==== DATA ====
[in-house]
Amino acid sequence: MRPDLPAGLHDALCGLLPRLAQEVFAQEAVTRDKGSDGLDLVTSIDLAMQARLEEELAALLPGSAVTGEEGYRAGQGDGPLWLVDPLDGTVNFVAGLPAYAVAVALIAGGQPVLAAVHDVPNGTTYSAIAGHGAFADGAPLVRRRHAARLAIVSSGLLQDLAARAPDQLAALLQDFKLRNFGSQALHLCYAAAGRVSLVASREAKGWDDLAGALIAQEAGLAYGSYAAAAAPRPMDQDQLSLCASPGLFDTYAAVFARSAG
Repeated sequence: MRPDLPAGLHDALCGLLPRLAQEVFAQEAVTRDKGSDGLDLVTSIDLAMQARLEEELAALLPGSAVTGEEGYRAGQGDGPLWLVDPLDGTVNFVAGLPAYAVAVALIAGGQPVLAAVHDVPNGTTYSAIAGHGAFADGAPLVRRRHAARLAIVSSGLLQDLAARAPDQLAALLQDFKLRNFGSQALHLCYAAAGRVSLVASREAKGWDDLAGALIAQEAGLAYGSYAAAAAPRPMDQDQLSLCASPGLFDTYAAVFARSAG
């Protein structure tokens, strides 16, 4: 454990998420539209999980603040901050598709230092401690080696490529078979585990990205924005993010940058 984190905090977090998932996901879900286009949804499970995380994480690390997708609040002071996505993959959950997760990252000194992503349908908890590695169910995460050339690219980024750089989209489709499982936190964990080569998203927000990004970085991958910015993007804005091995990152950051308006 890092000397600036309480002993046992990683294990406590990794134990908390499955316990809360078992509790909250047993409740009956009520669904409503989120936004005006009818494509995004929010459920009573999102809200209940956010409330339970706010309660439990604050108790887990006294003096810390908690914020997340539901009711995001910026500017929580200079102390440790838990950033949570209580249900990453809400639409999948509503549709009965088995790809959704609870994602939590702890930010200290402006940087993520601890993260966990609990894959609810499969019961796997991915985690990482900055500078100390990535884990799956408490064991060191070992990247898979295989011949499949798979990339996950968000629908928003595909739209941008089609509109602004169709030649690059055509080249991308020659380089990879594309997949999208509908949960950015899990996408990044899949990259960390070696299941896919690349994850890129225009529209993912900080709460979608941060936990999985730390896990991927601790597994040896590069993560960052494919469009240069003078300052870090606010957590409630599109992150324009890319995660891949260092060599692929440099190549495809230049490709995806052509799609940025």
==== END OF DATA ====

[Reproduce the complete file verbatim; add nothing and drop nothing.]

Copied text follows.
[in-house]
Amino acid sequence: MRPDLPAGLHDALCGLLPRLAQEVFAQEAVTRDKGSDGLDLVTSIDLAMQARLEEELAALLPGSAVTGEEGYRAGQGDGPLWLVDPLDGTVNFVAGLPAYAVAVALIAGGQPVLAAVHDVPNGTTYSAIAGHGAFADGAPLVRRRHAARLAIVSSGLLQDLAARAPDQLAALLQDFKLRNFGSQALHLCYAAAGRVSLVASREAKGWDDLAGALIAQEAGLAYGSYAAAAAPRPMDQDQLSLCASPGLFDTYAAVFARSAG
Repeated sequence: MRPDLPAGLHDALCGLLPRLAQEVFAQEAVTRDKGSDGLDLVTSIDLAMQARLEEELAALLPGSAVTGEEGYRAGQGDGPLWLVDPLDGTVNFVAGLPAYAVAVALIAGGQPVLAAVHDVPNGTTYSAIAGHGAFADGAPLVRRRHAARLAIVSSGLLQDLAARAPDQLAALLQDFKLRNFGSQALHLCYAAAGRVSLVASREAKGWDDLAGALIAQEAGLAYGSYAAAAAPRPMDQDQLSLCASPGLFDTYAAVFARSAG
């Protein structure tokens, strides 16, 4: 454990998420539209999980603040901050598709230092401690080696490529078979585990990205924005993010940058 984190905090977090998932996901879900286009949804499970995380994480690390997708609040002071996505993959959950997760990252000194992503349908908890590695169910995460050339690219980024750089989209489709499982936190964990080569998203927000990004970085991958910015993007804005091995990152950051308006 890092000397600036309480002993046992990683294990406590990794134990908390499955316990809360078992509790909250047993409740009956009520669904409503989120936004005006009818494509995004929010459920009573999102809200209940956010409330339970706010309660439990604050108790887990006294003096810390908690914020997340539901009711995001910026500017929580200079102390440790838990950033949570209580249900990453809400639409999948509503549709009965088995790809959704609870994602939590702890930010200290402006940087993520601890993260966990609990894959609810499969019961796997991915985690990482900055500078100390990535884990799956408490064991060191070992990247898979295989011949499949798979990339996950968000629908928003595909739209941008089609509109602004169709030649690059055509080249991308020659380089990879594309997949999208509908949960950015899990996408990044899949990259960390070696299941896919690349994850890129225009529209993912900080709460979608941060936990999985730390896990991927601790597994040896590069993560960052494919469009240069003078300052870090606010957590409630599109992150324009890319995660891949260092060599692929440099190549495809230049490709995806052509799609940025």